I often get asked (generally by older individuals) what minimalism is and why I bother striving to live in this way and giving up on having stuff which could make me happy. The truth is although many people believe being a minimalist means owning almost nothing; sitting in an empty home, with barren walls and empty cupboard, what minimalism really means is to only own things that actually make you happy and make your life easier.
Although this may seem like a millennial fad to most, minimalism, when practiced for the right reasons, can actually benefit your life significantly. Not sure if Minimalism is right for you? Here are 5 questions to ask yourself to see if Minimalism may be a good fit for you!
1. Are you trying to get out of Debt?
Moving towards a more minimalist lifestyle can help you get out of debt in two simple ways. Firstly, you will re-evaluate the things you already own and be able to sell those items to re-home then, giving you some extra cash! Have 20 pieces of clothing which you know you will never wear again? Sold at even $10 a piece that gives you $200 to put towards reducing your debt. Secondly, moving towards a more minimalist lifestyle will also have you buying less material goods, leaving that money in your bank account and ready to use to reduce your bills.
2. Are you spending too much time cleaning?
Simply put, owning less stuff will make it much easier to keep things clean and tidy, giving you much more time to spend on more important things. Taken to the extreme, if you are currently hoarding everything you have ever owned you may be living in a space which is way too big for your actual needs. Once you have reduced your possessions you may find you can move into a smaller place and that will also save you money in your rent or mortgage, and your utility bills too!
3. Would you like to have more time in your week?
If you actually think about how much time each week is spent on researching and purchasing new items, and looking after and putting away the items we already own then most of us would be shocked. Thanks to the apple time tracking, I realised that I was spending multiple hours a week looking at online store apps even though I only made one purchase over a 6 month period. Since deleting those apps I have never regretted it and just like that I have added time to my week to do things i enjoy like sewing, baking and enjoying some fresh air during an evening walk.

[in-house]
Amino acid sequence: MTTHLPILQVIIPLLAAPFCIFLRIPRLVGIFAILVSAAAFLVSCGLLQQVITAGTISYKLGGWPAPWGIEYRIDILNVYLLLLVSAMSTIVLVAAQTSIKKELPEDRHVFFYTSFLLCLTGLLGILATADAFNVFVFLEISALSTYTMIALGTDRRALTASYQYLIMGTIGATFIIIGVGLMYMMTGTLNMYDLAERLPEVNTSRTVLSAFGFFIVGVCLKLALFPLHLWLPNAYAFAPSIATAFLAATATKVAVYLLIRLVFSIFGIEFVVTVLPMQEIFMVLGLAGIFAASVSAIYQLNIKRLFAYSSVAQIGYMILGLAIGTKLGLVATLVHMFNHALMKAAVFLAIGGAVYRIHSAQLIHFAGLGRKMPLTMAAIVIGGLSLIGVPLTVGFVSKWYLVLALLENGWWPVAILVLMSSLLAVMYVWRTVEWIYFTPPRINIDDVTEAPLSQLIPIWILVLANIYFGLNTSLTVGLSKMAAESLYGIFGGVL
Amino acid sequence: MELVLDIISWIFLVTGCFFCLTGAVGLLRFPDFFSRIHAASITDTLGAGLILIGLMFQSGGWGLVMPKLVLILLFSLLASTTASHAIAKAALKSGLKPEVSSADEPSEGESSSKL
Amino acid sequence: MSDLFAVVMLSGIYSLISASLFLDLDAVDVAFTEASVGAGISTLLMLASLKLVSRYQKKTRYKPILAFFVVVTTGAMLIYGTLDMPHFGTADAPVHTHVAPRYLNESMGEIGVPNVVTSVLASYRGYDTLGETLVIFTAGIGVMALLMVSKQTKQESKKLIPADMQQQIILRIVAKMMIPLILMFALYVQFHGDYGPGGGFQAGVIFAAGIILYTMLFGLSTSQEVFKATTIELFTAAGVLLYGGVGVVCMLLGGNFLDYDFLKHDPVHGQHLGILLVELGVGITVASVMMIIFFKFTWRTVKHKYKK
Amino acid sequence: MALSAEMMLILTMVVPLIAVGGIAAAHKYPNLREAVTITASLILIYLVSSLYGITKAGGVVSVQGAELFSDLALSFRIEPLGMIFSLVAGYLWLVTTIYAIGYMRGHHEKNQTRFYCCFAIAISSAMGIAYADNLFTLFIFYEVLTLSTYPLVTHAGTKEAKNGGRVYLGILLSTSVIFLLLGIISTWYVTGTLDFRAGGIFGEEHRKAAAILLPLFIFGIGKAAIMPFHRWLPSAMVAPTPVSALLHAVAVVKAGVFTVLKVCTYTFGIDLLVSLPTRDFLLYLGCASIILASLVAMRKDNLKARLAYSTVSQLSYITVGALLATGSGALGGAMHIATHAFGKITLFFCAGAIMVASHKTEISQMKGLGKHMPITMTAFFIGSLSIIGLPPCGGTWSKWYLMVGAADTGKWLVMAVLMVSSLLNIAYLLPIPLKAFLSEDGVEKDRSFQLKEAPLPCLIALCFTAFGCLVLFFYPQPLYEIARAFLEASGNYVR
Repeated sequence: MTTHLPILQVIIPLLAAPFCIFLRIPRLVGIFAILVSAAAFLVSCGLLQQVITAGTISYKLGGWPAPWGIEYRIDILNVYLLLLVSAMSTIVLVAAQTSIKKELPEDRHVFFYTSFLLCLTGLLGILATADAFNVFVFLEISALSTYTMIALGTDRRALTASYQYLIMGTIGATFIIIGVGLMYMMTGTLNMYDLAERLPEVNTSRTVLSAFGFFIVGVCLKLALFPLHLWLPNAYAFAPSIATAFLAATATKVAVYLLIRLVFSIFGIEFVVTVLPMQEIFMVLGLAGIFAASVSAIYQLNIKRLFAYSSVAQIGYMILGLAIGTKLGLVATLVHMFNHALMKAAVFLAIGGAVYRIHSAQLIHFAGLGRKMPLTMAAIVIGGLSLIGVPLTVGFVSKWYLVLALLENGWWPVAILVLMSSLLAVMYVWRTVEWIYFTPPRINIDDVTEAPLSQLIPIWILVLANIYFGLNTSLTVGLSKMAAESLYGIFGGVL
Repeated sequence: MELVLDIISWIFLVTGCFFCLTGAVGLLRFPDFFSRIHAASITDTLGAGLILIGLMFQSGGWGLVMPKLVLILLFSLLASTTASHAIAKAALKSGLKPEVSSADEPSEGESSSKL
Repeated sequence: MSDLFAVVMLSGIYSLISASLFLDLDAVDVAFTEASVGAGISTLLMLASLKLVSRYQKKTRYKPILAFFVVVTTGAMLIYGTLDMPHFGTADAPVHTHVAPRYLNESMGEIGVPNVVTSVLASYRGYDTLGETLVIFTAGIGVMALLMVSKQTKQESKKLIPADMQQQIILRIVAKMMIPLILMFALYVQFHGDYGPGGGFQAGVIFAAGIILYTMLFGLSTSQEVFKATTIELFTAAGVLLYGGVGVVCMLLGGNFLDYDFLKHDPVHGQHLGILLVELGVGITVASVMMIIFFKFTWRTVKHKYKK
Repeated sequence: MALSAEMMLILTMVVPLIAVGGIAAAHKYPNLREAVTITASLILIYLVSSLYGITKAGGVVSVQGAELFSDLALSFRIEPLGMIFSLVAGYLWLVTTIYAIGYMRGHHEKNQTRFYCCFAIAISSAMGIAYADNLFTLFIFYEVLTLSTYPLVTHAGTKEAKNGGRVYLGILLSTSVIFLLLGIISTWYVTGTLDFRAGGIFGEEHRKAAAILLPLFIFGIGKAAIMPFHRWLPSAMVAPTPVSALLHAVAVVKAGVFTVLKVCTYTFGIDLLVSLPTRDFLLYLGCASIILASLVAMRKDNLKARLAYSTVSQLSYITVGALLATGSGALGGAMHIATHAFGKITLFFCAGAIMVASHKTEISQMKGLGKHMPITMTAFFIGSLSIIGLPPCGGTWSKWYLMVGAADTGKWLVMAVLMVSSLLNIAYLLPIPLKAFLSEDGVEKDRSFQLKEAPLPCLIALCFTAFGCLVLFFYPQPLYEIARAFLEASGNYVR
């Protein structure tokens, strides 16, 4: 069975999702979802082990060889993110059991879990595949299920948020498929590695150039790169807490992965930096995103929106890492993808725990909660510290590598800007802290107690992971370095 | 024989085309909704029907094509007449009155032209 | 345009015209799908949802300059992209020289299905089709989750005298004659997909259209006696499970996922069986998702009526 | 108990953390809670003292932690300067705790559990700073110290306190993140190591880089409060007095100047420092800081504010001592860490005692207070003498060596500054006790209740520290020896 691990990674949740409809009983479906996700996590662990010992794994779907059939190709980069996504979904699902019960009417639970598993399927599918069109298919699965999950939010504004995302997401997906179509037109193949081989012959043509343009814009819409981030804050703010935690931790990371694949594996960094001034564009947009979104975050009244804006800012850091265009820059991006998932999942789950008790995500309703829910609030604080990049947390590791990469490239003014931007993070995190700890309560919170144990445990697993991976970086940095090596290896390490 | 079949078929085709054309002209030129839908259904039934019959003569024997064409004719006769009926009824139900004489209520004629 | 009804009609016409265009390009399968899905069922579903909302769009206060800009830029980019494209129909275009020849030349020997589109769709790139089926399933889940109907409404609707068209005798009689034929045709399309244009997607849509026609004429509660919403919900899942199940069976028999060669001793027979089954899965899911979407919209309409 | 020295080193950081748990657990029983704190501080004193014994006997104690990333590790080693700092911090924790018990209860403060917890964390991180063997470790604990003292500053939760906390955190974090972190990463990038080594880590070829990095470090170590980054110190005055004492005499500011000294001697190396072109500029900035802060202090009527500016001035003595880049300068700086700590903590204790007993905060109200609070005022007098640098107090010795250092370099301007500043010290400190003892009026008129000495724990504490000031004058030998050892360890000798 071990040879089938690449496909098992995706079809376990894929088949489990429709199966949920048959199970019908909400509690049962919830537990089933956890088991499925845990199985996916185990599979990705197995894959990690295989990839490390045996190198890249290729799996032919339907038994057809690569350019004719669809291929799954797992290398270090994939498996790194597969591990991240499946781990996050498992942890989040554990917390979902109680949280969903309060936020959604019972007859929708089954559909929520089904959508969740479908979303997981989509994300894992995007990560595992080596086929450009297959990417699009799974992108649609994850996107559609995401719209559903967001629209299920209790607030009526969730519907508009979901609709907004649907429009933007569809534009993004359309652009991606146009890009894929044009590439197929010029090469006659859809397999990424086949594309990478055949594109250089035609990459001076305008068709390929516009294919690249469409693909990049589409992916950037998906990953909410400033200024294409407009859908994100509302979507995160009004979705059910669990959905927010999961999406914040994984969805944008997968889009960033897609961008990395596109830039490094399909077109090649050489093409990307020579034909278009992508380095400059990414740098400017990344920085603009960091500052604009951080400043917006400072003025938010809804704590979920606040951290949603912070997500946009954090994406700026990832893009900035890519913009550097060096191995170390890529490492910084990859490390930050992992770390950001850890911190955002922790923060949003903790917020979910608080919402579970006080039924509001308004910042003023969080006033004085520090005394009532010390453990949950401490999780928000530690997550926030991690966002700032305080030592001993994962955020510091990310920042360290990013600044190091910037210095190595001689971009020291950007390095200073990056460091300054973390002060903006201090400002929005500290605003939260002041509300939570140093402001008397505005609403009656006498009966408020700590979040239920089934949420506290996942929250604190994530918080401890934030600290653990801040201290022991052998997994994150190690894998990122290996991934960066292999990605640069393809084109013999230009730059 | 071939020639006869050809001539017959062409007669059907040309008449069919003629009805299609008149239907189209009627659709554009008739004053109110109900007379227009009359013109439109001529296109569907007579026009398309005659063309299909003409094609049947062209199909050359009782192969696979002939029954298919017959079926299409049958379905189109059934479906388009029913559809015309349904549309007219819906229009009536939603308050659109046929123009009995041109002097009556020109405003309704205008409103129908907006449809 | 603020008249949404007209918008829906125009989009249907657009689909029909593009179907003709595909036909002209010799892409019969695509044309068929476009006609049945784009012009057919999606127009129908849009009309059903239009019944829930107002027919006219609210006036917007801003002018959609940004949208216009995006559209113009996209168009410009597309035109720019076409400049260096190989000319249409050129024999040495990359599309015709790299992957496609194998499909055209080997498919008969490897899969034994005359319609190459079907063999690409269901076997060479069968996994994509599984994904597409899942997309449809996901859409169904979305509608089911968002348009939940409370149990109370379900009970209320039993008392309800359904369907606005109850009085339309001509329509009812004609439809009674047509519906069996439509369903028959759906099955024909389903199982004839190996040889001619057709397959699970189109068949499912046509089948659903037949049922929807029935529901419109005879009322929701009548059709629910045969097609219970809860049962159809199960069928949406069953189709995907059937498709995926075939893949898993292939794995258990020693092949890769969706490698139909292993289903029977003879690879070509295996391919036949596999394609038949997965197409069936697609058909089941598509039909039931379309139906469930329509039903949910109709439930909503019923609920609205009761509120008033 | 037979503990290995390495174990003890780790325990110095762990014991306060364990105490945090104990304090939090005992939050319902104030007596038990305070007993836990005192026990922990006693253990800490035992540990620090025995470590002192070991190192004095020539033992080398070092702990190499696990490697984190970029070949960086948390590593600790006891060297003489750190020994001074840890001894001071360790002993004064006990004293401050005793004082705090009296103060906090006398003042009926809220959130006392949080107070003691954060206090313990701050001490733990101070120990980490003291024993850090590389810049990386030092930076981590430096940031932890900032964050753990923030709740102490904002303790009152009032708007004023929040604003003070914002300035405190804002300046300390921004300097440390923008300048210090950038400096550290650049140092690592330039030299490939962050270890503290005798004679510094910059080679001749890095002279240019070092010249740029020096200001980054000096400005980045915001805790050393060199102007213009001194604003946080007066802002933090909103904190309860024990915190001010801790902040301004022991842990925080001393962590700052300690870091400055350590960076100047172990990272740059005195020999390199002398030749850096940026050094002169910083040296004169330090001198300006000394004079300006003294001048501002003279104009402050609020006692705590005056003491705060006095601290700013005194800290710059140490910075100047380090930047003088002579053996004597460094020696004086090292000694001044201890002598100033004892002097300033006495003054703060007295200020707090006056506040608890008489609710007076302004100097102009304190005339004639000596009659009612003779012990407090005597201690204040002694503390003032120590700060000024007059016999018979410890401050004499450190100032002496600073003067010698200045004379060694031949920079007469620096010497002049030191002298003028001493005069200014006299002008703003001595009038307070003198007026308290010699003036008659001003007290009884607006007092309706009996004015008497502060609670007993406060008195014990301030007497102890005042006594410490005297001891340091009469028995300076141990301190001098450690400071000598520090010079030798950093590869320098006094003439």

4. Do you want to have financial flexibility?
Many people believe minimalism and the general idea of buying quality over quantity is reserved for the wealthy, but the truth is that often buying a quality reusable product will save you money in the long term. With the increased availability of Afterpay and similar companies, it has never been easier to buy that investment piece. Looking at one example of shaving it's easy to see how buying quality can reduce your spend overall. Being generous that the blade of a razor would last you 3 weeks, that would mean in a year of using a mid range disposable razor you are spending $66, where as in year one of using a safety razor you will only spend $46 and in the years following the cost would only be $9! That means that over a ten year period you would save $533 from one simple swap! Not only would this swap save you money, but you also only need to buy one blade pack a year meaning you will never be without a new blade and this will save you time as well!
Often these savings are an undervalued benefit of minimalism. The simple truth is that once you have accumulated all the belongings you need to feel content, your monthly outgoings will decrease significantly. Once saving a suitable nest egg you will be able to use your saved income to live a lifestyle which really brings you joy. Maybe you want to only work part time or take a job at a charity for lower pay? Maybe you want to donate to a local arts group or cause you believe in? Maybe you want to take a year off to go on your dream trip. All this is possible when we remove the need to buy that trendy item each week or focus on cheap replaceable items over investment pieces which last a lifetime.
5. Are you open to living differently then what pop culture defines?
Reducing what you have and buying less can seem easy but it does mean saying no to ‘keeping up with the Jone’s’ or not buying things just because you have seen it all over Instagram. It can be hard not to give into the peer pressure of hyper consumerism and to only buy things you need or will bring you real and lasting joy because the truth is the way most of us have been raised is that our material belongings and having this weeks trendy item will make us be more liked or deemed more successful. If you are open to going against this trend even when it can be tricky then minimalism may be for you!
Not sure where to start? Stay tuned for our next journal post!